Intro by Carrie Adams
In Killington, Vermont August 6, 2011, Marc-André Bédard, from the Canadian National Biathlon Team took the top spot at the Spartan Beast, ousting Hobie Call from supremecy on the Spartan Obstacle Courses. Bédard’s athletic career and dedication to athletics is awe-inspiring. A member of the Canadian National Team since 2000, Biathlon Canada’s 2008 Athlete of the Year and ACBQ and Biathlon Courcelette in the same year, he is an established force in his primary sport. In addition to Biathlon, Bédard cross-trains with mountain biking, cross-country skiing, and soccer.
When Bédard arrived in Killington, he admittedly expected some basic running, a few mud puddles, and Spartan Gladiators, but he left the Vermont mountains not only a Spartan Champion, but also a believer in the emerging sport of Obstacle Racing. Here is his Beast experience, as a part of a series Spartan Blog is beginning entitled “Ode to Sparta.” This series will feature stories of Spartan Race experiences from our own Spartan athletes told in their own words. We thought it fitting to kick off the series with the words of our newest champion, Marc-André Bédard.
After taking on the Beast headstrong, a lot of people have asked me how I trained to beat the “Beast” like that! The easy answer is that I’ve been training all my life. I made it my job. The one they want to hear is that I trained 300 days, 600 to 1000 hours a year, one to six hours a day, 20 to 40 races a year for the last decade and more!
My July consisted of hours of roller skiing, trail running, kayaking, biking (road and mountain) and strength training! And my week before the Beast found me doing 13 hours of cardio and 2 hours and 15 minutes of strength training hours.
To maintain my energy during the Beast, I drank 500ml of sports drink, downed 2 power gels, and 1 and 1/2 power bars. All that was in addition to the 1 to 2 cups of water at every water tent!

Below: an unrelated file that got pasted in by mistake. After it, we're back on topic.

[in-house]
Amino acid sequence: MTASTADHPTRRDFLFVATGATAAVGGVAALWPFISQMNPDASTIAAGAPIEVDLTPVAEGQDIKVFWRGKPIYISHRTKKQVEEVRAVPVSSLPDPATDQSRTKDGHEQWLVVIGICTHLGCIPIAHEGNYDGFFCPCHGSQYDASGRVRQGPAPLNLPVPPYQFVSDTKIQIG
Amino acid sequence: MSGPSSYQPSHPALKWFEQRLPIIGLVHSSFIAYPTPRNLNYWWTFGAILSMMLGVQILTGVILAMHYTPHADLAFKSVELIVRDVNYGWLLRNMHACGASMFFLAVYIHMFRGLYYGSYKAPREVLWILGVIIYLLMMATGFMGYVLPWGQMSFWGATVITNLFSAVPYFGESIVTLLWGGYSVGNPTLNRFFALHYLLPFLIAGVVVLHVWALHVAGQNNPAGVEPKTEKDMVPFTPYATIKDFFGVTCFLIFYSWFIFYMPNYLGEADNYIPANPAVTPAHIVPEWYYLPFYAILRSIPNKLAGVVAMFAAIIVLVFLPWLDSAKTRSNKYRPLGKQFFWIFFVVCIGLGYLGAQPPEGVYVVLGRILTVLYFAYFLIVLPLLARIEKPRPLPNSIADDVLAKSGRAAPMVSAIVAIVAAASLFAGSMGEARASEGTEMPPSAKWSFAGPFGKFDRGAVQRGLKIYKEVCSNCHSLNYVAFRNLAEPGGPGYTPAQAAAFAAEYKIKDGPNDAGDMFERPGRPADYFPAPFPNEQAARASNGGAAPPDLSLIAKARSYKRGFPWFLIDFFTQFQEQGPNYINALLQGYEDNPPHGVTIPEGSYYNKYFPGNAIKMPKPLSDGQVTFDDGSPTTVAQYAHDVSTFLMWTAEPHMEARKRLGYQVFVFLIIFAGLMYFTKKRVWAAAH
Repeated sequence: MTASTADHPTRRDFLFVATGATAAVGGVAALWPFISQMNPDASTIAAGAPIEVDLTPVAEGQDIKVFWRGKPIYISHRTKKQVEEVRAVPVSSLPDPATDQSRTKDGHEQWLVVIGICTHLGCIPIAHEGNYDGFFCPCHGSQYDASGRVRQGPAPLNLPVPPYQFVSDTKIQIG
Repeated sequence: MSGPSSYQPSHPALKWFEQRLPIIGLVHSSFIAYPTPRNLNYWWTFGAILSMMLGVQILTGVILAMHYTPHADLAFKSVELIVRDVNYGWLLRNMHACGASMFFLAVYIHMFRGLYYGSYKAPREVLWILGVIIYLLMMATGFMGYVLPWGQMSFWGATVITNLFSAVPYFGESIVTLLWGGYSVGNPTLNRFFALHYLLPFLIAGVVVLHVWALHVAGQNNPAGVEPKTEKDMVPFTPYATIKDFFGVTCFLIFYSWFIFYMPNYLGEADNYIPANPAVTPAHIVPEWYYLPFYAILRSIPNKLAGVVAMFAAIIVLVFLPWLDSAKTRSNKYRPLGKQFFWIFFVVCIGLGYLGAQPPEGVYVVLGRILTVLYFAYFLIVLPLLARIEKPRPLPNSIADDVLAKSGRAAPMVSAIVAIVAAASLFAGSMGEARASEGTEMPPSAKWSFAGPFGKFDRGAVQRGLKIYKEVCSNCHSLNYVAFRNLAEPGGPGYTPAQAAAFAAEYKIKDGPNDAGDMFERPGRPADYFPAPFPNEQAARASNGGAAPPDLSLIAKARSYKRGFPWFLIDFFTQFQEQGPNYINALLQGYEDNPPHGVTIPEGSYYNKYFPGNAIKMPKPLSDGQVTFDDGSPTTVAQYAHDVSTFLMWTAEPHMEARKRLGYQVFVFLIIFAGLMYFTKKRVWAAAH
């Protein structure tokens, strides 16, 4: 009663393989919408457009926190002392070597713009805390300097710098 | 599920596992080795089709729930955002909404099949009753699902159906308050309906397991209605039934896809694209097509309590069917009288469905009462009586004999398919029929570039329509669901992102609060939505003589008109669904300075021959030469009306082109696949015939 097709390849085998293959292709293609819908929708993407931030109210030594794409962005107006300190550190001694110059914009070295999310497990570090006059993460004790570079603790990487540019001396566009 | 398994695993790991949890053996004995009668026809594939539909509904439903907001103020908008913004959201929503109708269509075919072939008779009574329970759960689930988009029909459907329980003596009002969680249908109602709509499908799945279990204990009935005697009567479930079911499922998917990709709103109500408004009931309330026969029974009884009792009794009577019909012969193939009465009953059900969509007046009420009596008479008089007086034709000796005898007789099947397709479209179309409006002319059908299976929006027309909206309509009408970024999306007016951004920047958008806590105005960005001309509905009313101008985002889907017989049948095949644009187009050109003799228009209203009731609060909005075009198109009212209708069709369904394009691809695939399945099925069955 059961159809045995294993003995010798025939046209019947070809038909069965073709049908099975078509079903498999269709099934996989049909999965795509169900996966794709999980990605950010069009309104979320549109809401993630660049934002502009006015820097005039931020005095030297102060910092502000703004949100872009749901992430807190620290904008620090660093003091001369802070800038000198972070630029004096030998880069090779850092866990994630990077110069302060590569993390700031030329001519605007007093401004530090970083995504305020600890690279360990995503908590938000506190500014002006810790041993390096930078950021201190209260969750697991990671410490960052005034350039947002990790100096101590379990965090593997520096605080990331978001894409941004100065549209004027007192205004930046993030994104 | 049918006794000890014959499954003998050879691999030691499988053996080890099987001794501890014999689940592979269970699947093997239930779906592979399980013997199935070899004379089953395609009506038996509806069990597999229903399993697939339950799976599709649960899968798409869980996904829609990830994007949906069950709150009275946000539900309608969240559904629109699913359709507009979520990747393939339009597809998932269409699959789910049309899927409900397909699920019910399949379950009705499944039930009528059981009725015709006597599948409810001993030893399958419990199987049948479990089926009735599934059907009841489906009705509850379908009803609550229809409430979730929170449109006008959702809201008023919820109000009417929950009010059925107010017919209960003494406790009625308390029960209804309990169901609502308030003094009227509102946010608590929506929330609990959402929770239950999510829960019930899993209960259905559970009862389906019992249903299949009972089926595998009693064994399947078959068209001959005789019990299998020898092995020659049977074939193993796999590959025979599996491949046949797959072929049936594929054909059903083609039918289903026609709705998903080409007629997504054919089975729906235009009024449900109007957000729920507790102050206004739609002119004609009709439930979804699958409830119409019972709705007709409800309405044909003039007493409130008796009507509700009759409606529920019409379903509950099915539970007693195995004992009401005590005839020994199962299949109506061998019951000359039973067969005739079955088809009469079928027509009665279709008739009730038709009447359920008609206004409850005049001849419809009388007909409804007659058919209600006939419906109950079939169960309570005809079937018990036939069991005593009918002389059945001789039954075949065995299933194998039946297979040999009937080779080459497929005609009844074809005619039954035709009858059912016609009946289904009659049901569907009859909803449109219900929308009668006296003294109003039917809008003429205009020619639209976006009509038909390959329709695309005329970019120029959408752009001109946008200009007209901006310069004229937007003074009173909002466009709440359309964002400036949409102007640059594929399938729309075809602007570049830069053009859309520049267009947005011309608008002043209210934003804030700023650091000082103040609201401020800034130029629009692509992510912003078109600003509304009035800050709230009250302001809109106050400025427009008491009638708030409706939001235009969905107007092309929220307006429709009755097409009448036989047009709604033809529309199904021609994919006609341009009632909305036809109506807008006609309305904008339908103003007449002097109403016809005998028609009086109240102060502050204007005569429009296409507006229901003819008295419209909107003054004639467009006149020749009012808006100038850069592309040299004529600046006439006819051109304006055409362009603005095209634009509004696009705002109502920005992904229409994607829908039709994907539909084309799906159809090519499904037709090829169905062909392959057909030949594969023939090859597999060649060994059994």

August 6th is a day that I will remember all my life, in the same way that I will remember my first race at the Olympic Games: the DREAM I thought about and trained for, for 18 years!!
I wasn’t sure how good of an idea this was considering my contract with my national team. As a member of the national team, we are not supposed to participate in extreme sports. I pondered and decided that 18-20km runs in the woods would not be a big deal; we were doing that every couple weeks as a team!! I imagined the Beast to be a couple of mud holes and a bunch of wannabe “gladiators” that wouldn’t make it that much harder. WRONG!!! This race was harsh!! The Beast lived up to its name, but the feeling I got when I crossed the finish line…AMAZING!!!!
This is where it gets “dirty!!”
It took us 7 hours to get to our Hotel, the Snowed Inn, in Vermont and, when we got to the Outback Pizza to get our bibs, we came to realization that this was no joke. People were ready, mentally and physically, to get hurt!!! There is no surrender in Sparta, so we came back the next morning to see the Beast face to face! We “learned” that we would have to climb all the way up and down (more than once) this steep and solid mountain. ”Okay, this might get interesting,” I thought to myself. Also, I didn’t forget that Hobie Call, the undefeated Spartan beast of a man, was at the party. He is the best there is in this kind of madness!
On the starting line Claude (my Spartan Chick) told me not to get crazy and stay on my feet. I smiled knowing exactly what I was there for. I saw tons of footage of the champ, and I wanted to see how I would do against the crème de la crème! I noticed that a few racers racers that looked like athletes were not carring sugar/bars/gels. I’m surprised, especially by Mr. Call because he is a great marathoner! Anyway, I know my body very well and I knew what I’d need.
A race recap would be very long so I’ll cut it short and share only the “special moments.”
By the first 100 meters I wanted to be in front so that I wouldn’t lose time in the back for the first obstacles. I jumped the first fire wall (which was huge) in first and stayed around the leading pack for the next couple of walls, crawls, etc…
When we started to climb, we climbed… no joke there, and not in a path either!! I think they looked for the worst places they could make you hike through and guided you there! It often felt like even lions would have trouble going through. I got a little slowed with the pack in front, so 3 guys took off with an advantage. When I finally reached the top, I looked back and screamed a big AROOOO!!! That went out to my fellow Spartans.